Dogs don’t seem to know about the ‘coulda-woulda-shoulda’ stuff. Maybe you could take a look at yourself thru Frankie’s eyes? I’ll bet he’s not feeling those things.
    And, you’ve made this blog a “guilt-free zone for all of us. Any chance you can cut yourself some slack?

  10. Posted October 10, 2013 at 6:21 pm | Permalink

    Edie – it’s normal to second guess yourself at this point. I’ve lost enough pets to know that it just means you ARE a good pet parent. You want what’s best for Frankie – even if it’s the toughest thing you have ever done. Believe Dr. E. when he tells you that you did the best you could. xo

  11. Posted October 10, 2013 at 7:24 pm | Permalink

    Edie
    You have taken really good care of Frankie whether you believe it or not. You were there every 12 hours to give him his insulin shot and that’s a helluva commitment. We all have the would’ve, could’ve, should’ve syndrome; it’s human nature even about our own health.

    You gave Frankie an amazing life whether you believe it or not. Dogs die even though we believe they will live forever.

    I think every veterinarian practice should send a sympathy card; it’s good public relations. Painter’s vet did not. Lily who not only had one vet but also went to see a specialist received two cards. Maybe because her vet handled the cremation and I knew her vet on a personal level as we both worked on the Tucson Dog Protection ballot, the vet made a donation to Morris Animal Foundation in Lily’s name. That was touching. Then she had also gone to SAVEC but we had stopped going probably about 6 months prior. Nevertheless I had spent hundreds of dollars there and I don’t know how they knew because I never told them — also sent a sympathy card.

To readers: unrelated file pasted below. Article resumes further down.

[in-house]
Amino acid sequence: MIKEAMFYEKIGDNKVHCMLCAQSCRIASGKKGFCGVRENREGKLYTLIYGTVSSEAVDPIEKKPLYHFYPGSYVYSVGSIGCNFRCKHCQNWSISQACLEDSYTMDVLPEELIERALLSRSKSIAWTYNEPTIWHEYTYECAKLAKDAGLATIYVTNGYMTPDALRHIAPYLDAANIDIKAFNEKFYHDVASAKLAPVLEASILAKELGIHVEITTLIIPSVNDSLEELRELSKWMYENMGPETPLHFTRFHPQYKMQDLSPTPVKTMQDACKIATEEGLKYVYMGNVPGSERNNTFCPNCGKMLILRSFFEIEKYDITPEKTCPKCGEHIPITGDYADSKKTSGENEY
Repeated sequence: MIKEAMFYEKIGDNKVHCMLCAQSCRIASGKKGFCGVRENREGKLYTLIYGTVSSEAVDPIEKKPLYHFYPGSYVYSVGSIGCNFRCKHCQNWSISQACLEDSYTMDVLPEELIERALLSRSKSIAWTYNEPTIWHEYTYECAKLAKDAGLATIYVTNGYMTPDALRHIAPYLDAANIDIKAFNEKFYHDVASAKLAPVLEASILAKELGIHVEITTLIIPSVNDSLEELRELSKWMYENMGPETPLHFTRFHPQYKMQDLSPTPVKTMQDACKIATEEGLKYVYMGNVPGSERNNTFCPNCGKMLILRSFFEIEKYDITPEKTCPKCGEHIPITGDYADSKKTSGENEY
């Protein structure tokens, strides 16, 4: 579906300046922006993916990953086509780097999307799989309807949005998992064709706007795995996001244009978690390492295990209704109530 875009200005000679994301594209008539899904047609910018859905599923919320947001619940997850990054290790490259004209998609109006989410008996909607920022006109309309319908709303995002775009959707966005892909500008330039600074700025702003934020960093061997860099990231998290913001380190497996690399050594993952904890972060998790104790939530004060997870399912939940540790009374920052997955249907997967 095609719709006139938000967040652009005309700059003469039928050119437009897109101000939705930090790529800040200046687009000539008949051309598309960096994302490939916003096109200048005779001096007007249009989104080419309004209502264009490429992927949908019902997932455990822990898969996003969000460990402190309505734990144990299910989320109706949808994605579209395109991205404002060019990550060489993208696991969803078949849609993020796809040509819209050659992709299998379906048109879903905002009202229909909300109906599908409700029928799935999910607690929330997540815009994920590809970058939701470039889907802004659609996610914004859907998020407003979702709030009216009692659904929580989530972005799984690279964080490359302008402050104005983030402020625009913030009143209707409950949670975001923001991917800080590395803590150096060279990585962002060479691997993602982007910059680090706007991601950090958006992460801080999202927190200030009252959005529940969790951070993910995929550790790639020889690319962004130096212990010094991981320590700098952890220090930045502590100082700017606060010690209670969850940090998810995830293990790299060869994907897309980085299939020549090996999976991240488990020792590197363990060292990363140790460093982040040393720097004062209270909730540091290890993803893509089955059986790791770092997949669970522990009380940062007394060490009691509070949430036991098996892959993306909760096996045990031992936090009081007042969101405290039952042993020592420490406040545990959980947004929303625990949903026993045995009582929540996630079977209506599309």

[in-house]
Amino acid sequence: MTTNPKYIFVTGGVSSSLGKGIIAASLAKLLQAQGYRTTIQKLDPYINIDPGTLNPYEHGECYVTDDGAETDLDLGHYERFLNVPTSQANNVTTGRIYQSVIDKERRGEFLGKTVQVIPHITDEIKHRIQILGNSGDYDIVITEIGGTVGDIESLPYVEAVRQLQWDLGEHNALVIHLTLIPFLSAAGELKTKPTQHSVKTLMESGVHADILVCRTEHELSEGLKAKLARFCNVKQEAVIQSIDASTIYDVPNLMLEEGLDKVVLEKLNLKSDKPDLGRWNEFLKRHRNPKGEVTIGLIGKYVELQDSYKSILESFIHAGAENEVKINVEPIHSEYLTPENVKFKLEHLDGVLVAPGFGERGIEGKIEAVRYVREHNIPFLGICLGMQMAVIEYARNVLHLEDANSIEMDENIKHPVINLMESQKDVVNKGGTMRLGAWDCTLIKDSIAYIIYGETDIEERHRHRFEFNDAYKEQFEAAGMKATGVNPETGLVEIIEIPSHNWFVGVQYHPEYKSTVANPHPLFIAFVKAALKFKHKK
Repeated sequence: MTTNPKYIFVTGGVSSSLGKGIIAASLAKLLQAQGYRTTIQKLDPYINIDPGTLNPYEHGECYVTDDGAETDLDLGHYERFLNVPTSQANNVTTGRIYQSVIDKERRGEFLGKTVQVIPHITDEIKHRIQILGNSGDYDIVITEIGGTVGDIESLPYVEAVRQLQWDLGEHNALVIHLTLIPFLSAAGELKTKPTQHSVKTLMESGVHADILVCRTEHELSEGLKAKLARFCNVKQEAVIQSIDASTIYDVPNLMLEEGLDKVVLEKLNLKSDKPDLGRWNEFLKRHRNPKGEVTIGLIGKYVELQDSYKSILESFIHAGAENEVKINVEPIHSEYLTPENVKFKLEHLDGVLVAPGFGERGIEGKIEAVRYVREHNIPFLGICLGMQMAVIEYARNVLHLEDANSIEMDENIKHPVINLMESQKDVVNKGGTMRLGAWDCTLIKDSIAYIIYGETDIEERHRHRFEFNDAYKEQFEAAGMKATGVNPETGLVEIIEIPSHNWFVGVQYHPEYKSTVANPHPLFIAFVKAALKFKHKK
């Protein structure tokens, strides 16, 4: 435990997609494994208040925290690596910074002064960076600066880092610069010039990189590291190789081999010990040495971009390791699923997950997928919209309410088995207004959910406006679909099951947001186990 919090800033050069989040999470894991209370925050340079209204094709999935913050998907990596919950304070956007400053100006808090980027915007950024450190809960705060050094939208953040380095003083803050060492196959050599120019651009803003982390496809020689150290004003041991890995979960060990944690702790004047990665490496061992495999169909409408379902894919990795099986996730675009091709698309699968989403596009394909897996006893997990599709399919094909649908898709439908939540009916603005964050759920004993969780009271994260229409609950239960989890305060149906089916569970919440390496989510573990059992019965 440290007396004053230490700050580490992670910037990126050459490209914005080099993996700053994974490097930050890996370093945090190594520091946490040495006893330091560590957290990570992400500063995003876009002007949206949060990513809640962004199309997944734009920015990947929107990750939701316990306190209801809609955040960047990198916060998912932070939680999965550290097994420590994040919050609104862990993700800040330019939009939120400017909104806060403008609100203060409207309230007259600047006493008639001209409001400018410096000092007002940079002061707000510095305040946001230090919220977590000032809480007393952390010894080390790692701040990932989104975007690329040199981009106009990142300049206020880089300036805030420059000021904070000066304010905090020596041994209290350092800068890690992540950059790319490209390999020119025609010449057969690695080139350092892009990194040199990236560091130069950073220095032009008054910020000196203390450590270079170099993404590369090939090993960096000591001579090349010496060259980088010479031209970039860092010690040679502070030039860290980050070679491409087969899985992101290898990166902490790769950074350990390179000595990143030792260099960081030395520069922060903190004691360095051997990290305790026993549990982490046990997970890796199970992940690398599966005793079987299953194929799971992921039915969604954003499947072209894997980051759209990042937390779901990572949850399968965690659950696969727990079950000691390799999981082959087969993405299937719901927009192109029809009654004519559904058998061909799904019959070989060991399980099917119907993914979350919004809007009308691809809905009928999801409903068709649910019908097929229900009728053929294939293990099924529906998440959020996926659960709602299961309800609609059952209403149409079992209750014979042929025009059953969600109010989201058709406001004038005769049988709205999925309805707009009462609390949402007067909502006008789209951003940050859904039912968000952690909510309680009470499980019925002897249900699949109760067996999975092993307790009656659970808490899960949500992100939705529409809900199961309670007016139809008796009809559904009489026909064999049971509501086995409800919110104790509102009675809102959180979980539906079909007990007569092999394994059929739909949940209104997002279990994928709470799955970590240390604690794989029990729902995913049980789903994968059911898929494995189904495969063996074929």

12. Posted October 10, 2013 at 11:50 pm | Permalink

    Of course, you know that nothing is indefinite and all things come to an end, no matter how hard one tries.

    What really helped me was an animal communicator. Let me know if you want her contact.

  13. Cynthia
    Posted October 11, 2013 at 11:02 pm | Permalink

    Oy, hard times.
    Of course, if we knew then what we know now… applies to so much in life. Just think, the guilt would be so much more intense if we would have had children. I try to live like my dogs do, in the moment. Mostly I fail at it but I think it is still a good goal.

  14. Posted October 12, 2013 at 2:40 pm | Permalink

    And if wishes were horses then beggars would ride…We can all play the blame game and the woulda shoulda coulda game but to no avail…You were the very best caretaker of Frankie that you could be and Frankie knows it…I’ll join those saying please stop beating your self and enjoy these weeks with Frankie..create a few final memories and be at peace with yourself

  15. Posted October 14, 2013 at 5:41 am | Permalink

    I completely understand your post. I have just moved out of the home with the man of my dreams and I am still partly in complete denial. Not only am I in denial but I am now second guessing every decision I made in relation to this relationship, what I said, what I did looking for somewhere I have made a mistake.

    I am sending you a massive hug and just letting you know that life sucks, and if you want you can join me in the foot stomping and complaints of it’s not fair. Hug!

    • Edie Jarolim
      Posted October 14, 2013 at 6:00 am | Permalink

      Massive hug much appreciated; backatcha. Hope your pain eases up soon too.